Did I hit my word count? No, I didn’t, and that brings me to the next thing I learned. I learned about editing and how it was supposed to work. When I finished the first draft of my piece, it was about ninety words more than I needed. I had been careful about my word usage, but my story wasn’t where it needed to be. This was where the editing came in. I was able to go back through my story and find more words I didn’t need or find a better way to state something with fewer words. I found I understood the process better after going through it this time for some reason. My story felt stronger, and I felt like it conveyed what I wanted it to say. I know this knowledge will help me as I begin to edit longer pieces and as I submit my work for possible publication.

Here is my story, “Belonging”, for your reading pleasure. Enjoy!

Crash! Clank! Melissa hung her head in shame. This was the second time this week her lunch had ended up on the floor. The cafeteria workers ran to clean up the mess, and she was sure she heard the Spanish word for clumsy in there. She replied in kind. “No soy terpe. Alguien me empujo.” A torrent of Spanish came from the worker.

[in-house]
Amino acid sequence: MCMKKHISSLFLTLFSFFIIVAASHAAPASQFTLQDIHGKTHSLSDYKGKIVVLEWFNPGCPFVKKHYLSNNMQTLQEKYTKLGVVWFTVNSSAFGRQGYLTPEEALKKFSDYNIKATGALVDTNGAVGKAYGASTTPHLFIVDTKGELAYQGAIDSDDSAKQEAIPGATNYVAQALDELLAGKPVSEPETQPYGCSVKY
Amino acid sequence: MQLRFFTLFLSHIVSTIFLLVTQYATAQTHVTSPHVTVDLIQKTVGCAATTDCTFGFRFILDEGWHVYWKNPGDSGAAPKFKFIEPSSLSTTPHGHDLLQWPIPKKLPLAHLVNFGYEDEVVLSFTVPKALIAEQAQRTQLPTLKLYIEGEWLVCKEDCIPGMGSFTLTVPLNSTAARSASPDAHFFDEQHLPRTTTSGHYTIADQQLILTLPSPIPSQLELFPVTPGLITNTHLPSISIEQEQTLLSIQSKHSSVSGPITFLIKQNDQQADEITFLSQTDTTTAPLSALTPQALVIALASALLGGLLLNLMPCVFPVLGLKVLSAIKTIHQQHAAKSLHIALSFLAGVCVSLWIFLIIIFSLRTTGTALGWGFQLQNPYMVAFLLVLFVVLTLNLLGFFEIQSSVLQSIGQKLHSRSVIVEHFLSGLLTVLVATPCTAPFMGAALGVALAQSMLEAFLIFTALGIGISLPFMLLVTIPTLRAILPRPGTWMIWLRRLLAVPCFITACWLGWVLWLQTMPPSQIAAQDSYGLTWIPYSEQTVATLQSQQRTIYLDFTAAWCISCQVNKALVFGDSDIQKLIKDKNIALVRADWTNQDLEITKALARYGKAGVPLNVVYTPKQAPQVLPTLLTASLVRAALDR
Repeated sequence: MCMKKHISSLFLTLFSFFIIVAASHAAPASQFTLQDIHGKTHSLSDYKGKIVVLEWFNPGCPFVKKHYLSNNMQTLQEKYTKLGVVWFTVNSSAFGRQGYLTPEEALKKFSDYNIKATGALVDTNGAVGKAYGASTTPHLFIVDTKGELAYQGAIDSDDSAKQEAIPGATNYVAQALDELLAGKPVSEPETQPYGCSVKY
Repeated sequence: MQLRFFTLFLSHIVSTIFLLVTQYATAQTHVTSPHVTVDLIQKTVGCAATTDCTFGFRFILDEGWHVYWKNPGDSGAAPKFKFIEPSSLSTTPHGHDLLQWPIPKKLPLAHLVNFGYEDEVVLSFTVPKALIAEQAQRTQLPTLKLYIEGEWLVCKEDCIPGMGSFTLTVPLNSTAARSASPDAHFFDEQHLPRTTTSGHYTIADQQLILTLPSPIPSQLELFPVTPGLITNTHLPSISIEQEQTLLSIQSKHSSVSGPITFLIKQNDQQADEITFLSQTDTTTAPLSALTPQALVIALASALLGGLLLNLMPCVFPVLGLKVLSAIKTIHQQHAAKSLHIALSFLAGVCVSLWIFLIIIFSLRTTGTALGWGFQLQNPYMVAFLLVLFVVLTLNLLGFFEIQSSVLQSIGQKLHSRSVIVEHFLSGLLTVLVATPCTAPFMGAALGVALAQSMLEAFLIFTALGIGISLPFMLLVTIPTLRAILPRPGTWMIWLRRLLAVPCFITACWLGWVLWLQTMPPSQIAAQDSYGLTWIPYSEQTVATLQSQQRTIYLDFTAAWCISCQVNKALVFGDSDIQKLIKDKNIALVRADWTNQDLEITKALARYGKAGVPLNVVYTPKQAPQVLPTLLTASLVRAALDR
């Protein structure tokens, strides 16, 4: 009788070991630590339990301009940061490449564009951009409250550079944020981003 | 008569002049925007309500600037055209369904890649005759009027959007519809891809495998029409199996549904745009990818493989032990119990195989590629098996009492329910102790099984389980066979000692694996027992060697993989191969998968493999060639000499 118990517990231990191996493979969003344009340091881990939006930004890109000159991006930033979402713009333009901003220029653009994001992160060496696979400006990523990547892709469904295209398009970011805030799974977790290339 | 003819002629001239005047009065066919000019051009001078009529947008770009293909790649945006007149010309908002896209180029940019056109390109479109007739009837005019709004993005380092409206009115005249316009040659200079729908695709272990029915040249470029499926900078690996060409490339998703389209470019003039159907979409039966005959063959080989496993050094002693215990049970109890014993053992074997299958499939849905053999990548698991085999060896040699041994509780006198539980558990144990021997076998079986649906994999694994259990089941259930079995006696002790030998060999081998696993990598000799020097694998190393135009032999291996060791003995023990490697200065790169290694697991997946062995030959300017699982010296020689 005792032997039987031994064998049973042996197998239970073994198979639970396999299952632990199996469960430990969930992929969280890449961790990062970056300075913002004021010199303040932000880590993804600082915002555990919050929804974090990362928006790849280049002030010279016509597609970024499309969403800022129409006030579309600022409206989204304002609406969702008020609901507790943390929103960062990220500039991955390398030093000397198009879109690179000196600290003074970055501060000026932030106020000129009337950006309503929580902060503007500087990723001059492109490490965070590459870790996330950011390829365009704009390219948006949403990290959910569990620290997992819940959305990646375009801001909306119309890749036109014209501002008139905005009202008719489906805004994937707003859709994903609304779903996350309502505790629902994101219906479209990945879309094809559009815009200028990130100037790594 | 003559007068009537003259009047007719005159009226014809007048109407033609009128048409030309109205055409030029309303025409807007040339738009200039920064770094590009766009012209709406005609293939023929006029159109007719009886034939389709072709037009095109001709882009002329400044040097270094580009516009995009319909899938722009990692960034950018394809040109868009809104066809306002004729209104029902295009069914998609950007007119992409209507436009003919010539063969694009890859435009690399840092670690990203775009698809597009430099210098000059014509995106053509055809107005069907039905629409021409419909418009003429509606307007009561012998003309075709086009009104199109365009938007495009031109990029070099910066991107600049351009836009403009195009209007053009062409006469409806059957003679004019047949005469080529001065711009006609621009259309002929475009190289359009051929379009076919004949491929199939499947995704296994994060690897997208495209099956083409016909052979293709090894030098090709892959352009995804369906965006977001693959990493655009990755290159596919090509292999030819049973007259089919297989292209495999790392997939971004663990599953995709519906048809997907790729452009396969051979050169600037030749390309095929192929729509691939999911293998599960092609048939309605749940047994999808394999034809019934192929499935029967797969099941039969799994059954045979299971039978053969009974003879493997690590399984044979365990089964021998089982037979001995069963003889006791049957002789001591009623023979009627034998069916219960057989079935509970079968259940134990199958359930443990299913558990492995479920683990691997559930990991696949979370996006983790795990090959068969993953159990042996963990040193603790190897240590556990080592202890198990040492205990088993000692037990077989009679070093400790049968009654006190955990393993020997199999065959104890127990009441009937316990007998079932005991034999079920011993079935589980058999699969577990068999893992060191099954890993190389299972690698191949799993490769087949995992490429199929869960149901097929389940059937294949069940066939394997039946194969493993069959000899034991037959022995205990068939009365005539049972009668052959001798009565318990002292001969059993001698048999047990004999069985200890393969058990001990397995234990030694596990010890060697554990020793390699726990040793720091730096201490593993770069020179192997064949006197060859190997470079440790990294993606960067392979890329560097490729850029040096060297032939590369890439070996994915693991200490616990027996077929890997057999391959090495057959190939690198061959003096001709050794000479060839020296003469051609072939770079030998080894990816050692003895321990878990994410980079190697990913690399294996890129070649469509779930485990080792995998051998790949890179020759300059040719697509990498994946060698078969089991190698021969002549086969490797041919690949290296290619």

After taking the sandwich thrust at her by the manager, she turned to go to her table. She gazed at the crowd. There was no indication of who had pushed her, but two of the cheerleader brats were hiding their faces behind their hands. Emily saw her staring and raised her hand in salute. “Enjoy your sandwich, geek girl!”

Knowing that Emily had failed their Spanish test earlier, Melissa yelled, “te odio, perra!” She walked away from the crowd. After sitting down at a table in the corner, Melissa gave rein to her churning thoughts. ‘I hate this place. I wish we had never left Peru.’ Her parents had been teachers at the international school in Lima, and she had loved her life. She had been accepted there. But now they were back in the United States, and she had to go to this stupid school.